See the slideshow from Rub Al-Khali here

See the slideshow from my visit in Oman here

Rub Al-Khali, part 4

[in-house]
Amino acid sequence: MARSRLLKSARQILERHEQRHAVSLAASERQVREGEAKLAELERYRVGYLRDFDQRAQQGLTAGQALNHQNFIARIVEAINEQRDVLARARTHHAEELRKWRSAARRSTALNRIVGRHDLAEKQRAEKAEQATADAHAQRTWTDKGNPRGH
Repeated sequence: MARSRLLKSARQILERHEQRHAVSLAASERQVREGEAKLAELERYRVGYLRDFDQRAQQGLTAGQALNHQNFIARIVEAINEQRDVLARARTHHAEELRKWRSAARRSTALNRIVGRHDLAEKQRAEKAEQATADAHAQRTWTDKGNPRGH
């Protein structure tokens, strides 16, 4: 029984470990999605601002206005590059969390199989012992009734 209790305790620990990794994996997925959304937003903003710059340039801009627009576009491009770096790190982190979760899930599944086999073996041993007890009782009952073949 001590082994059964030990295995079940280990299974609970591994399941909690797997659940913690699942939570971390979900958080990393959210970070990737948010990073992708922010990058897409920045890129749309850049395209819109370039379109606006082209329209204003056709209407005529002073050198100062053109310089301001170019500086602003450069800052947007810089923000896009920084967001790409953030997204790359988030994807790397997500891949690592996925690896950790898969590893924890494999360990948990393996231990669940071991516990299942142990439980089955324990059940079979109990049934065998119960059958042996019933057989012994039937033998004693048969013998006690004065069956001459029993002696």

A feeling which changes quickly during midday, whilst walking and the strong sun is pounding your head. It is difficult to think during this time, otherwise deserts are great for contemplating life. And during this time it is hard to believe that anyone can survive, even less live in the desert, but the amazing thing is that you continuously see tracks after life. Most of all from small lizards, beetles and hares. But I also saw a fresh track after a fox. Repeatedly you pass some odd looking rock balls, which in fact are crystallized over thousands of years by the little dew that the desert receives. On and off you pass a resilient bush or even a patch of grass, loved by the camels. These animals which are so perfectly evolved to fit the desert. Mussalam, the camel owner, had major difficulties with Sahara for three days. She didn’t like the desert at all. Especially with a tourist on her bShe wasn’t used to travelling over dunes and was terrified every time it was going uphill or downhill. The forth day she allowed me to ride her again. And once up on the back of the camel, behind her hump, sitting on a relatively comfortable saddle, it is pure joy when at walking pace. It is much more comfortable than on a horse, but once, for some unknown reason, a faster trot or gallop starts it is very difficult to enjoy life. Since there´s no stirrups, and very little balance, you hold on to the saddle for your life! But, there´s no doubt, a desert should be travelled by camel. It is relatively slow, so you actually have time to study the surroundings carefully, but still it moves faster than walking. 5 km:s per hour and you loose very little energy and sweat by riding a camel and therefore, need less water. But, gee, do I need to train camel riding before setting off on the great Expedition of our time!